Then there’s Octavia, a young woman Mr. Socrates rescued from the streets and put in his employ as a young spy in her own right (and who Modo immediately develops a crush upon). Despite being given a new and exciting life with far more freedoms afforded to an urchin of the street, she still finds herself chaffing against the sexist expectations of the day. She’s as good as any man in Mr. Socrates’ employ and she knows it, and she quickly gets tired of not being given her due. She and Modo make an excellent team, needling each other while becoming fast friends.

As for Modo, he is quite conflicted, torn between his love for Mr. Socrates as a de-facto father, his respect to the man as his superior, and his lingering resentment for Mr. Socrates inability to treat him more as the former rather than the latter. There is his loathing over his condition; in spite of how special and important it makes him, he can’t help but hate the fact that he can’t show his true face to Octavia — or, even, anybody — for fear of the horror he’d see in response.

Even among the villains, there is depth. There are people here who are pure evil, but there plenty of others who are victims of their own circumstances, more to be pitied than hated. Even among the major villains, we have a sense of history and righteous anger in their actions. They don’t just twirl their moustaches and go bwa-ha-ha.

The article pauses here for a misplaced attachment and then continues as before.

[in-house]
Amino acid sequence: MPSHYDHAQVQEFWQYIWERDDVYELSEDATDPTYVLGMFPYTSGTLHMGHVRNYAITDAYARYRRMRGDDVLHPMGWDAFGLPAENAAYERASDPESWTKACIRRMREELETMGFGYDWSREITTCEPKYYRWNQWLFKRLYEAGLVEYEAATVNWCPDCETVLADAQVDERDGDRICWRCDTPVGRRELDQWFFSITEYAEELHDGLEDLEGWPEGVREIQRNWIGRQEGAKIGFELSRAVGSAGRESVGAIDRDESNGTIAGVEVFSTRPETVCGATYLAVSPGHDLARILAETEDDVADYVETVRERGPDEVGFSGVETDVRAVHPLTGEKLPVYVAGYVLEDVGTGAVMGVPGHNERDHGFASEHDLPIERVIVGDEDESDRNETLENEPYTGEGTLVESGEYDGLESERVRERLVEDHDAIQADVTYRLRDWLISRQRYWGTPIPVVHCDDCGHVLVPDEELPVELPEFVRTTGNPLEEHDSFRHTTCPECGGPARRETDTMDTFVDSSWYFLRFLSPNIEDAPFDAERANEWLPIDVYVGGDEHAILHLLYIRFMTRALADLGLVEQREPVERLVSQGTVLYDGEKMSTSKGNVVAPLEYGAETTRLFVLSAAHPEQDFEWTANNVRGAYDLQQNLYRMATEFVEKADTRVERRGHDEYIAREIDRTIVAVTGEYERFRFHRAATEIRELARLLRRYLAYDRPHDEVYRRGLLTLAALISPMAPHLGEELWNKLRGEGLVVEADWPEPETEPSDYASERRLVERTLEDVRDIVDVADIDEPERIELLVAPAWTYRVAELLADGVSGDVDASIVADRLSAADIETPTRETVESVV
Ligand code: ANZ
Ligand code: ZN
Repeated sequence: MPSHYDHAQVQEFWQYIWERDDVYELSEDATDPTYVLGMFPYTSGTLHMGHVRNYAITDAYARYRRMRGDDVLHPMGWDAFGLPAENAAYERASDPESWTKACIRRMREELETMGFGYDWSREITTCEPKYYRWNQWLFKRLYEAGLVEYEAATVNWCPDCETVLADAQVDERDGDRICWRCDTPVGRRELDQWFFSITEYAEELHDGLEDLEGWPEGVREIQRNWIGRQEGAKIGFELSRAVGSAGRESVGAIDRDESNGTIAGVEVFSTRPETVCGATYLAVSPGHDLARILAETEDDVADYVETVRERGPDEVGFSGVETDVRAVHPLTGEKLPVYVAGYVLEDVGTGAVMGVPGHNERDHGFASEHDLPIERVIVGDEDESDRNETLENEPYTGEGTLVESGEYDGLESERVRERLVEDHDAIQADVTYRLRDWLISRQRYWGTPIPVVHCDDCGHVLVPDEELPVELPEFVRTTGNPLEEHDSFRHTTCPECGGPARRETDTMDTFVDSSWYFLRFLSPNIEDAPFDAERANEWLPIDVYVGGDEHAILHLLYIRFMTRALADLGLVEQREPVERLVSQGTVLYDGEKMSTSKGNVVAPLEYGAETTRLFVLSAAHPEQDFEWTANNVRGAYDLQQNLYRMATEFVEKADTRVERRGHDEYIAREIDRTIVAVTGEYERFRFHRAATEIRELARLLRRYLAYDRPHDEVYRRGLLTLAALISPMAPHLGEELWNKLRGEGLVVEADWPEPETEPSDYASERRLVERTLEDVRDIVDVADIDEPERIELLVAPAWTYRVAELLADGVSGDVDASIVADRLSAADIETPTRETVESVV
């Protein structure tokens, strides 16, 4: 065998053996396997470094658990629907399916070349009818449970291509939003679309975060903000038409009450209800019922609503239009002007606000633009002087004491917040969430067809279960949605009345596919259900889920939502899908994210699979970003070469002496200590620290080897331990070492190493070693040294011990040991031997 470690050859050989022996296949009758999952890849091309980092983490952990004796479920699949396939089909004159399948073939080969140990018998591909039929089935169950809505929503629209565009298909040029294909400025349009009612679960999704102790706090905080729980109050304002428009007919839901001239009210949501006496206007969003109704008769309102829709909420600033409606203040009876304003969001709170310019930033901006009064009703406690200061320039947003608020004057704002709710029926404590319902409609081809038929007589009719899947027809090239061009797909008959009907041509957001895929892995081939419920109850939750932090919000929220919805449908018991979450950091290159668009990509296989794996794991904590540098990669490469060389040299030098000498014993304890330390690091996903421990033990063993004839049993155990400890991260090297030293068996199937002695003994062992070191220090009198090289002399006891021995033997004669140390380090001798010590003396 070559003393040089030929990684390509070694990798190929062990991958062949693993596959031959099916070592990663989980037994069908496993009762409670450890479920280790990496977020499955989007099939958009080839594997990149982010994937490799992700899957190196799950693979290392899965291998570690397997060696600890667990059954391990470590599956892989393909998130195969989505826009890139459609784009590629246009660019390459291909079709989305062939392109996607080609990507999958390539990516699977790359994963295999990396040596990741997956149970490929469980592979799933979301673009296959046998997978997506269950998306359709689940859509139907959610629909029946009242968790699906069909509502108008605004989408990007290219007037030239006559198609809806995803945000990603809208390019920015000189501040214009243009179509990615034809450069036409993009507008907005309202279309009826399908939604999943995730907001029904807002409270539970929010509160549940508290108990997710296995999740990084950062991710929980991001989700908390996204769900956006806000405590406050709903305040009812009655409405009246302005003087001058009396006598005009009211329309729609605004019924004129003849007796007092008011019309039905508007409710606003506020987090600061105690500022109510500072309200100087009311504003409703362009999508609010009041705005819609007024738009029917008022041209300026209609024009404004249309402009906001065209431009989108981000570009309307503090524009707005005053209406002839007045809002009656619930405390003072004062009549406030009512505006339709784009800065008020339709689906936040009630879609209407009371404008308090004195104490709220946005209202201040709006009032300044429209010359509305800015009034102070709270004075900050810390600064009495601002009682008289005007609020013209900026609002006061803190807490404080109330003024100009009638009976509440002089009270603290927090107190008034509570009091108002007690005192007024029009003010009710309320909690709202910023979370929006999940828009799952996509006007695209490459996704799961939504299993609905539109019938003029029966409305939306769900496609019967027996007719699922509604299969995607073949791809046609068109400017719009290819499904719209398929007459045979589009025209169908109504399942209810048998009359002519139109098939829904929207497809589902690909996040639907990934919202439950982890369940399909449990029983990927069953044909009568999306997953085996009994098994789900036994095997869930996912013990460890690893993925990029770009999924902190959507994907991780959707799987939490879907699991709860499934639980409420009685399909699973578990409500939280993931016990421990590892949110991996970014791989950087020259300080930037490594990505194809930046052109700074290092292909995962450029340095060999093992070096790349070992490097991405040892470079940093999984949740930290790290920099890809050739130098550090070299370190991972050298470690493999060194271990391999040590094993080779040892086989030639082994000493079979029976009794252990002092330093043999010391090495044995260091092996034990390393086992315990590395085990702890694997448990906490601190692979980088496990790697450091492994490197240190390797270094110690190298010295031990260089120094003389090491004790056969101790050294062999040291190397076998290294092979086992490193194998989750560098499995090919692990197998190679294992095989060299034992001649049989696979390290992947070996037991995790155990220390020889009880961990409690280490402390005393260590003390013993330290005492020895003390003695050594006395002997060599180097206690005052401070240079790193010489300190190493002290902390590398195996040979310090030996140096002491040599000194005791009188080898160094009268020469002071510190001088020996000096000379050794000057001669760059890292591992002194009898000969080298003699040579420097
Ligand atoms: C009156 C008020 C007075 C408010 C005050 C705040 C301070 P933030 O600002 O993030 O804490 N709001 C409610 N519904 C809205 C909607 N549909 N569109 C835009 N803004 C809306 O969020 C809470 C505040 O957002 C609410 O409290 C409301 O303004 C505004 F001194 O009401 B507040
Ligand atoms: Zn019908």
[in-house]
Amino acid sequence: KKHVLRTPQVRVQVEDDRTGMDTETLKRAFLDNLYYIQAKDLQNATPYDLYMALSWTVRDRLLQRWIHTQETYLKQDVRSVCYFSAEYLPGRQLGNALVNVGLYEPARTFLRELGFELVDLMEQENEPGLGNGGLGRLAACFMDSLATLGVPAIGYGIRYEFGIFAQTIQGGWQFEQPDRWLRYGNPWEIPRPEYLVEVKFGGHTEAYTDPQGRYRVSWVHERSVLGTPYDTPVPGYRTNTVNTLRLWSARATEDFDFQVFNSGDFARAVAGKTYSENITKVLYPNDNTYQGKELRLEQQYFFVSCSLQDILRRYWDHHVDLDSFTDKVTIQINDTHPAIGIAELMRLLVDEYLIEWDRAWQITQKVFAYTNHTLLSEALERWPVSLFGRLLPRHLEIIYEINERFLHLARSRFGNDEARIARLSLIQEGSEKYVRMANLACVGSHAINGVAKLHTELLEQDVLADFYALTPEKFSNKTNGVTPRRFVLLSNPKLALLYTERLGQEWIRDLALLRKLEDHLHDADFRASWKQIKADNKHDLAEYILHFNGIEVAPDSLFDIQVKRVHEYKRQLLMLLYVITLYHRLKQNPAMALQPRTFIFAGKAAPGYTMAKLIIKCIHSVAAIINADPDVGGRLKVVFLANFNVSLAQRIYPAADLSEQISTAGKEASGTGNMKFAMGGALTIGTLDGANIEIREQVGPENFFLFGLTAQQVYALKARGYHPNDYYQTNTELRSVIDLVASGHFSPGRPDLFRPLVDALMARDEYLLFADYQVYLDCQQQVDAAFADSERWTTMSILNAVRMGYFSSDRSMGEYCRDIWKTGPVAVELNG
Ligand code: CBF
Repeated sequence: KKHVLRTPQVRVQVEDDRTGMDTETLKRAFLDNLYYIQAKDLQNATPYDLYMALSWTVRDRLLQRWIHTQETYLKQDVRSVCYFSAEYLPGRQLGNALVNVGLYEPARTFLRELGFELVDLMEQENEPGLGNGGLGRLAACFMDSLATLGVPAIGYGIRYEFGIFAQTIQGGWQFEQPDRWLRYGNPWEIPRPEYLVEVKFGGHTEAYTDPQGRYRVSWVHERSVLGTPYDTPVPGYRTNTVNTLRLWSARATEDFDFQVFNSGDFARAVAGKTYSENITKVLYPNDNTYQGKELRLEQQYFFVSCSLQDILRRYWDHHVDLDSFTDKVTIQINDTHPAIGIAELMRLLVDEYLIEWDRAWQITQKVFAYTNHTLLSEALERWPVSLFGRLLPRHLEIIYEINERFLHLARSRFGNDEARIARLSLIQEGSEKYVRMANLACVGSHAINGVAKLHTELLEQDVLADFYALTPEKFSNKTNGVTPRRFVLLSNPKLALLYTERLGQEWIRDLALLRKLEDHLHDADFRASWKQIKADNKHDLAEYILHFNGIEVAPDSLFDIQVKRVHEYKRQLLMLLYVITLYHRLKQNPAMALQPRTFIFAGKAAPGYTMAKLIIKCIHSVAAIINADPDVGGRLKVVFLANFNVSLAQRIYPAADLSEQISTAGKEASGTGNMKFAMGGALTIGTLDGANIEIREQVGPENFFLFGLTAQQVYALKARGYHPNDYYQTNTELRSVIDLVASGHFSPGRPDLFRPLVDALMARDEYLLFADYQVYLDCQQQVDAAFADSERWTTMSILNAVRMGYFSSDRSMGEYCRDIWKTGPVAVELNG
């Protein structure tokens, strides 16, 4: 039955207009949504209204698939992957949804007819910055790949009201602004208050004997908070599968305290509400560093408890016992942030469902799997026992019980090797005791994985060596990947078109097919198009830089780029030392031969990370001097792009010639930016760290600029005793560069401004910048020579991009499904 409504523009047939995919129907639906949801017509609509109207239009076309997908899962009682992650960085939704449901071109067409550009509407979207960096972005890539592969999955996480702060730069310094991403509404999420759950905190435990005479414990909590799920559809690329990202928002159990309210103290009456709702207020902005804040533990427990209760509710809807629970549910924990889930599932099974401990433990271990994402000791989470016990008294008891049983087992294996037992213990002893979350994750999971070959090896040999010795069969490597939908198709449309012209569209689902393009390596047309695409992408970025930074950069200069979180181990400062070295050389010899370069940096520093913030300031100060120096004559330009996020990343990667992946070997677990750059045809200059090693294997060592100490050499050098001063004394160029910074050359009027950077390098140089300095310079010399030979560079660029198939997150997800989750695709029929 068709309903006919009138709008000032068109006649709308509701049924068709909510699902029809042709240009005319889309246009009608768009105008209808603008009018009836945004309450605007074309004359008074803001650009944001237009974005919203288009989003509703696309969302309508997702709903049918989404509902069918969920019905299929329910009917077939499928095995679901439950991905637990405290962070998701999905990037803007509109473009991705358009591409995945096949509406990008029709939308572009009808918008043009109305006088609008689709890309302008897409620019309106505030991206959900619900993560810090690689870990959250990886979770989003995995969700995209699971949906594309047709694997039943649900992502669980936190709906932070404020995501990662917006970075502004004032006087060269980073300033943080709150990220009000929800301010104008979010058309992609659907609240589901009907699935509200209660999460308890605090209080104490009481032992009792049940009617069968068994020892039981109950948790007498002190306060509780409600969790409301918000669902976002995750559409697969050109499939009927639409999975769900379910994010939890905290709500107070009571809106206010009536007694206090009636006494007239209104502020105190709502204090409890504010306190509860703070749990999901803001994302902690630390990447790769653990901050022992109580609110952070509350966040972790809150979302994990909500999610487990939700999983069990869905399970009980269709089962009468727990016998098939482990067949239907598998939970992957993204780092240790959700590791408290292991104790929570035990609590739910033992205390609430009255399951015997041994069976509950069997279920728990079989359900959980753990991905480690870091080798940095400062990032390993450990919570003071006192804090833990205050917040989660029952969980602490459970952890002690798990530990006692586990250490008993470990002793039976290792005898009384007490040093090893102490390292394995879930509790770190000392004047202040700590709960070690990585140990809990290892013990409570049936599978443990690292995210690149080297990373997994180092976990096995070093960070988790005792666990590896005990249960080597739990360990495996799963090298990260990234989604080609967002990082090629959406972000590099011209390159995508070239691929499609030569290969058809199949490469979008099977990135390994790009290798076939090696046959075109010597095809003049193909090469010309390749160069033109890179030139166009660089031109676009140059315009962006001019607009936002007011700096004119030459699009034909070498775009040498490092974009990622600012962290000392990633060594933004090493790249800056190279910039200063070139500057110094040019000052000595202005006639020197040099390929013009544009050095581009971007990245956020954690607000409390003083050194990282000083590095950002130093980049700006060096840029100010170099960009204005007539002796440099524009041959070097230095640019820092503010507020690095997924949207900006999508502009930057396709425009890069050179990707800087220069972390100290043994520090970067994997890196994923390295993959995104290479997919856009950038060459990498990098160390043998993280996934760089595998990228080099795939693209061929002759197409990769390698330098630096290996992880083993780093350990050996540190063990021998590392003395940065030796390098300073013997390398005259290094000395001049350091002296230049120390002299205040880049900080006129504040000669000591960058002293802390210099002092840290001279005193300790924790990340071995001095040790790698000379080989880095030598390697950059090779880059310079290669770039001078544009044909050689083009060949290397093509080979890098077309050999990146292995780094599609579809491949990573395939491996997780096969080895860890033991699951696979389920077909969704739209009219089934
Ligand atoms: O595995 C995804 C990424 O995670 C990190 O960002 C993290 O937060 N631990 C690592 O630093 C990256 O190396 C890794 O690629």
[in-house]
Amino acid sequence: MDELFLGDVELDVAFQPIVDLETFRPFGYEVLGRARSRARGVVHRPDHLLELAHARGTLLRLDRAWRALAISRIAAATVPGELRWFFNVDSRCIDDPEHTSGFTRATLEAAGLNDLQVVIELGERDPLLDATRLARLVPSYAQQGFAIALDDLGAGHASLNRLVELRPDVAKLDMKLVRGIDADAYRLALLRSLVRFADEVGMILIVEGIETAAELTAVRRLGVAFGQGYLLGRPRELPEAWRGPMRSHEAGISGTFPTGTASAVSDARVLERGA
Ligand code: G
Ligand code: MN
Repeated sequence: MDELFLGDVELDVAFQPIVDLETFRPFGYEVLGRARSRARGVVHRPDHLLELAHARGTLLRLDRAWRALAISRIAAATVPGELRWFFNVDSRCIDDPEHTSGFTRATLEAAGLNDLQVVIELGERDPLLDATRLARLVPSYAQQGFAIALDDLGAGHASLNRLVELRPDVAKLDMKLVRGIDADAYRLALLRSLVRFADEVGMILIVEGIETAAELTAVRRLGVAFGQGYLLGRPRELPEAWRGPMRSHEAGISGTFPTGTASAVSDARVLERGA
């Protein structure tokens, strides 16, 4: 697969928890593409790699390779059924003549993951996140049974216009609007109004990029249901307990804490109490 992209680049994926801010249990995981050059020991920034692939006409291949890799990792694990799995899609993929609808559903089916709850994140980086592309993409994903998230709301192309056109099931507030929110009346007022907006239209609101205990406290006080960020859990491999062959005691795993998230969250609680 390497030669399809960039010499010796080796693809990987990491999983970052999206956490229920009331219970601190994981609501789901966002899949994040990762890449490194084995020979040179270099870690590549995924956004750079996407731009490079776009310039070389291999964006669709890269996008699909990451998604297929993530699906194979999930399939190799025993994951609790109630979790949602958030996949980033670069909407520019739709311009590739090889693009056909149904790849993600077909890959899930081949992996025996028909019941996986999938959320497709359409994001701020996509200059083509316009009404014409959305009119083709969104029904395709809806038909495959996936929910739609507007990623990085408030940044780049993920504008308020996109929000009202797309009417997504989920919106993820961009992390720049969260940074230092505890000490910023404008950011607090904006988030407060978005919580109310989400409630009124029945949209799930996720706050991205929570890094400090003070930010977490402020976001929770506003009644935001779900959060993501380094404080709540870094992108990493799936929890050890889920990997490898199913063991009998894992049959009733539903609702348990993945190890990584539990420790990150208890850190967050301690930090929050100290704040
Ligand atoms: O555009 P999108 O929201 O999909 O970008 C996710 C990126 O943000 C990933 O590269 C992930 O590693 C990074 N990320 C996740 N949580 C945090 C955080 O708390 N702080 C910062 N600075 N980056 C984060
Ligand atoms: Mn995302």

The Hunchback Assignments sets all of this up wonderfully, but in The Dark Deeps things get, well, deeper. In this story, influenced by Jules Verne’s 20,000 Leagues Beneath the Sea, Modo and Octavia are sent to investigate a mysterious force that has been preying on the shipping lanes of the north Atlantic. Here, the number of players increase, as we add the people behind the Nautilus-like ship and a spy from France to the battle between England and the Clockwork Guild. Colette, a young woman of half-Japanese descent, is not only a potential rival to Octavia for Modo’s affections, she has her own reasons to share Modo’s sense of isolation from mainstream society, but she is also fiercely loyal to France — a world power which might be willing to ally with England, but which definitely follows its own agenda.

It’s no surprise to me that the list of awards this book series is winning has started to add up. Slade writes with verve, combining the fantastical elements with heartstopping action and the depth of well drawn characters in conflict with themselves and each other. His writing style will appeal to children of all ages, and he’s not afraid to put out some big ideas and pretty heavy concepts, and let the reader catch up.

The Hunchback Assignments series looks destined for a long and fruitful run. The third book, The Empire of Ruins is due out in Canada and Australia in March. There’s a lot of promise in the developing relationships of the regulars, and the main story of the Clockwork Guild keeps on ticking (pun obviously intended). If you have any interest in fantastical literature with a bit of a Victorian bent, you will love this series, to read to yourself or to your children. Pick up your copy today.